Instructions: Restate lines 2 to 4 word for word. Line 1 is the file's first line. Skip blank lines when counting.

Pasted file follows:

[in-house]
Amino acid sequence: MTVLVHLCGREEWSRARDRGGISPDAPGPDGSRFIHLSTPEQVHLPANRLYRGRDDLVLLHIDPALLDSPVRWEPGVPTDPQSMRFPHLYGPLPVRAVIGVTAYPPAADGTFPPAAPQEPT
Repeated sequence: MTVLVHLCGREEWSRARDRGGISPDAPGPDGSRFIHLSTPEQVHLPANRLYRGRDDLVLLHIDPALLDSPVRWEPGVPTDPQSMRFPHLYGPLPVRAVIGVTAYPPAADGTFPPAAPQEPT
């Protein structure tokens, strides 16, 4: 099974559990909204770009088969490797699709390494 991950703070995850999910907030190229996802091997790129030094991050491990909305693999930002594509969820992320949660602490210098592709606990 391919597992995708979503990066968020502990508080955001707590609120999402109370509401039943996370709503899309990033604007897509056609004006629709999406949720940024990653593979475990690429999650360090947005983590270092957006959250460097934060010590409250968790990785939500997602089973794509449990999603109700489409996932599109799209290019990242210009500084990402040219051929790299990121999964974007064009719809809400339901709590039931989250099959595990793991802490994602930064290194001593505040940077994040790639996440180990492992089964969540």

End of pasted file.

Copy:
Amino acid sequence: MTVLVHLCGREEWSRARDRGGISPDAPGPDGSRFIHLSTPEQVHLPANRLYRGRDDLVLLHIDPALLDSPVRWEPGVPTDPQSMRFPHLYGPLPVRAVIGVTAYPPAADGTFPPAAPQEPT
Repeated sequence: MTVLVHLCGREEWSRARDRGGISPDAPGPDGSRFIHLSTPEQVHLPANRLYRGRDDLVLLHIDPALLDSPVRWEPGVPTDPQSMRFPHLYGPLPVRAVIGVTAYPPAADGTFPPAAPQEPT
């Protein structure tokens, strides 16, 4: 099974559990909204770009088969490797699709390494 991950703070995850999910907030190229996802091997790129030094991050491990909305693999930002594509969820992320949660602490210098592709606990 391919597992995708979503990066968020502990508080955001707590609120999402109370509401039943996370709503899309990033604007897509056609004006629709999406949720940024990653593979475990690429999650360090947005983590270092957006959250460097934060010590409250968790990785939500997602089973794509449990999603109700489409996932599109799209290019990242210009500084990402040219051929790299990121999964974007064009719809809400339901709590039931989250099959595990793991802490994602930064290194001593505040940077994040790639996440180990492992089964969540």